Revelstoke students were part of the millions last week that gathered for a global strike demanding world leaders to address climate change.
The worldwide strike was inspired by 16-year-old Swedish activist Greta Thunberg, who took part in a rally in New York after sailing across the Atlantic in an emissions-free yacht.
|16 year-old Swedish climate activist Greta Thunberg arrives to attend the 49th Annual Meeting of the World Economic Forum, WEF, in Davos, Switzerland, Wednesday, Jan. 23, 2019. (Valentin Flauraud/Keystone via AP)|
Thunberg is in New York for the UN climate summit, which is part of the United Nations General Assembly.
Thunberg gave a speech at the summit, which opened today.
“This is all wrong. I shouldn’t be up here. I should be back in school on the other side of the ocean yet you all come to us young people for hope. How dare you,”
“You have stolen my dreams and my childhood with your empty words,” Thunberg said.
She added that the generations that have polluted the most have burdened her and her generation with the extreme impacts of climate change.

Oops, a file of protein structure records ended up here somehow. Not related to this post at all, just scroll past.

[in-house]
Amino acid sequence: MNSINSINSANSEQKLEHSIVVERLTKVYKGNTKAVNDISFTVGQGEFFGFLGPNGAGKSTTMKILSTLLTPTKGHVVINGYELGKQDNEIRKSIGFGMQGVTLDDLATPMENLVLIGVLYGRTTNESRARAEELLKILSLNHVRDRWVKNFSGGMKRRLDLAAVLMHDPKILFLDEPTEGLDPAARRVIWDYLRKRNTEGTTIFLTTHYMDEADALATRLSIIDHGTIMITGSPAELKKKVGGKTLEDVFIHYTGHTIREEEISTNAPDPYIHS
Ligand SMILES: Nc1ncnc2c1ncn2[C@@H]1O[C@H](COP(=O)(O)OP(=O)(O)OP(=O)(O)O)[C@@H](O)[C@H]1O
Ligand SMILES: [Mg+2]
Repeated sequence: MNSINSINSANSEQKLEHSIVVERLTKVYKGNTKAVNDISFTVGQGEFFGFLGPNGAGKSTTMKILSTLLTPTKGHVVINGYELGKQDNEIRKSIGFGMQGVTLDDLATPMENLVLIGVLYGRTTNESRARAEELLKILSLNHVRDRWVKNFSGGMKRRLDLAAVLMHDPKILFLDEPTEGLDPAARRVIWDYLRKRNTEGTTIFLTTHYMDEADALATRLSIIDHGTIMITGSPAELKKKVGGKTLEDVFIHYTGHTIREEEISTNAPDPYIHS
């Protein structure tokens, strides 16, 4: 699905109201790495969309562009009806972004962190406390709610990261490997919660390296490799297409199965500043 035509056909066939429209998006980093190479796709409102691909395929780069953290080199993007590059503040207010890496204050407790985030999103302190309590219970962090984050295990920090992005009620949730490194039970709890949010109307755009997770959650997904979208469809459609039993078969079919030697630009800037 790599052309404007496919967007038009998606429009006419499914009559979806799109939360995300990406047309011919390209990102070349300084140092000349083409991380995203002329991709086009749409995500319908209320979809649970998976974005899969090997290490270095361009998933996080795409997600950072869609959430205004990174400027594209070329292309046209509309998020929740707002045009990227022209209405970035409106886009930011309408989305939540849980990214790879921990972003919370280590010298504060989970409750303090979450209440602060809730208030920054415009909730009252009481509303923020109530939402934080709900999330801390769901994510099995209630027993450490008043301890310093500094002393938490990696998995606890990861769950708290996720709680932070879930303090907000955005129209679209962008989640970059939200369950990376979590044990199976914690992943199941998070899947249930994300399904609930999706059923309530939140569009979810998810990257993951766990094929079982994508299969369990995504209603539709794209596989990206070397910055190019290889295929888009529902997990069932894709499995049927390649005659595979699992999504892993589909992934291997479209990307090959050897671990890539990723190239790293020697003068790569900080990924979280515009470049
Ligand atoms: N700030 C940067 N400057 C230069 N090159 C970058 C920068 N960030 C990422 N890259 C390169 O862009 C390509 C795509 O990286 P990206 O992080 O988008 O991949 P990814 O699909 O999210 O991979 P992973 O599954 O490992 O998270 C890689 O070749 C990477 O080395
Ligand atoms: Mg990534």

The rally in Revelstoke was partly organized by the North Columbia Environmental Society as well as local students.
“I would like a better planet for the next generation. I don’t think we have to lose anymore species of animals and planets,” said Alexandra Luxmoore, a Revelstoke student who was one of the main organizers of the event.
According to a recent report published in Science Magazine, North America has lost 2.9 billion birds since 1970, which represents a population decline of 29 per cent.
The largest losses are among the sparrows, warblers and starlings.
“This loss of bird abundance signals an urgent need to address threats to avert future avifaunal collapse and associated loss of ecosystem integrity, function and services,” said the study.
The World Wildlife Fund for Nature, a non-governmental organization for wilderness preservation, reported last year that global wildlife populations have decline by 60 per cent on average in the last 40 years.
They concluded that habitat loss due to agriculture and over exploitation of species is the largest threats to biodiversity.
|Alexandra Luxmoore, Grade nine is one of the events organizers. (Liam Harrap/Revelstoke Review)|
“I would just like a better planet for the next generation,” Luxmoore said.
Roughly 400 students and 28 business took part in local rally last week. There were speeches from students, city councillors and superintendent Mike Hooker.
Luxmoore said there will be another rally this Friday on city hall steps during lunch.
Since it’s election season, Luxmoore wants to remind people that they are voting for their children’s future.
“What planet are they going to leave for their kids?”